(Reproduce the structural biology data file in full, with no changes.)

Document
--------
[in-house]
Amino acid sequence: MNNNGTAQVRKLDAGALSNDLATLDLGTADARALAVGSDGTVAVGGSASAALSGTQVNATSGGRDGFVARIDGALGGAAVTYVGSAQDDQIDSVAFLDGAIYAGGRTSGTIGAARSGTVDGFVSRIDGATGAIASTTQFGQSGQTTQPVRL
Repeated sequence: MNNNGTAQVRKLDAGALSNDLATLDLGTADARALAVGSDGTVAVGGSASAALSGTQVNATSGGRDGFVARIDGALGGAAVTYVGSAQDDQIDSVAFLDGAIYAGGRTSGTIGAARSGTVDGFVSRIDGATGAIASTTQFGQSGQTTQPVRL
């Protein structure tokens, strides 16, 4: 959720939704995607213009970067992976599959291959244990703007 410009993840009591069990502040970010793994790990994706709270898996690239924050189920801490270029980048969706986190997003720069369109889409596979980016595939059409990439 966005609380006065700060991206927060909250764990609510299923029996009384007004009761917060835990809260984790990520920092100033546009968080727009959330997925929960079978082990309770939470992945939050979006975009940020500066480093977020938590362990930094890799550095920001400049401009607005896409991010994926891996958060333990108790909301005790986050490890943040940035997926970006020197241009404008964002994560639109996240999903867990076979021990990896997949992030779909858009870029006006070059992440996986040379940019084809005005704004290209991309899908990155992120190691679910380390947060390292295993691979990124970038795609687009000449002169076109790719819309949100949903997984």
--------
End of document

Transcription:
[in-house]
Amino acid sequence: MNNNGTAQVRKLDAGALSNDLATLDLGTADARALAVGSDGTVAVGGSASAALSGTQVNATSGGRDGFVARIDGALGGAAVTYVGSAQDDQIDSVAFLDGAIYAGGRTSGTIGAARSGTVDGFVSRIDGATGAIASTTQFGQSGQTTQPVRL
Repeated sequence: MNNNGTAQVRKLDAGALSNDLATLDLGTADARALAVGSDGTVAVGGSASAALSGTQVNATSGGRDGFVARIDGALGGAAVTYVGSAQDDQIDSVAFLDGAIYAGGRTSGTIGAARSGTVDGFVSRIDGATGAIASTTQFGQSGQTTQPVRL
């Protein structure tokens, strides 16, 4: 959720939704995607213009970067992976599959291959244990703007 410009993840009591069990502040970010793994790990994706709270898996690239924050189920801490270029980048969706986190997003720069369109889409596979980016595939059409990439 966005609380006065700060991206927060909250764990609510299923029996009384007004009761917060835990809260984790990520920092100033546009968080727009959330997925929960079978082990309770939470992945939050979006975009940020500066480093977020938590362990930094890799550095920001400049401009607005896409991010994926891996958060333990108790909301005790986050490890943040940035997926970006020197241009404008964002994560639109996240999903867990076979021990990896997949992030779909858009870029006006070059992440996986040379940019084809005005704004290209991309899908990155992120190691679910380390947060390292295993691979990124970038795609687009000449002169076109790719819309949100949903997984």